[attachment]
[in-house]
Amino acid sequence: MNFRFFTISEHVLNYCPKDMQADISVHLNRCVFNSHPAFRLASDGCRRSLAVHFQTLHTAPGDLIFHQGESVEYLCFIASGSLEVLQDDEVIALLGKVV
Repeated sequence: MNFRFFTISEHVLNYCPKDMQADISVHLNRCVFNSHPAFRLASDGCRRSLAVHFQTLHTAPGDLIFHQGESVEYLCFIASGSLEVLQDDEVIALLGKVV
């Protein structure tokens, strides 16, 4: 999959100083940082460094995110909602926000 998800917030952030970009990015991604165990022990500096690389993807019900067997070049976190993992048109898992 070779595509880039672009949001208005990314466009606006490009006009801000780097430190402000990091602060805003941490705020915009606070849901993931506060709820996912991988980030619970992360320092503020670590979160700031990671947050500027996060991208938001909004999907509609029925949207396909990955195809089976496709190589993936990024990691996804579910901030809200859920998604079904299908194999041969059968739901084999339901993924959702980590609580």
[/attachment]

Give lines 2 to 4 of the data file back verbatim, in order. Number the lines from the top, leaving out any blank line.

Amino acid sequence: MNFRFFTISEHVLNYCPKDMQADISVHLNRCVFNSHPAFRLASDGCRRSLAVHFQTLHTAPGDLIFHQGESVEYLCFIASGSLEVLQDDEVIALLGKVV
Repeated sequence: MNFRFFTISEHVLNYCPKDMQADISVHLNRCVFNSHPAFRLASDGCRRSLAVHFQTLHTAPGDLIFHQGESVEYLCFIASGSLEVLQDDEVIALLGKVV
């Protein structure tokens, strides 16, 4: 999959100083940082460094995110909602926000 998800917030952030970009990015991604165990022990500096690389993807019900067997070049976190993992048109898992 070779595509880039672009949001208005990314466009606006490009006009801000780097430190402000990091602060805003941490705020915009606070849901993931506060709820996912991988980030619970992360320092503020670590979160700031990671947050500027996060991208938001909004999907509609029925949207396909990955195809089976496709190589993936990024990691996804579910901030809200859920998604079904299908194999041969059968739901084999339901993924959702980590609580």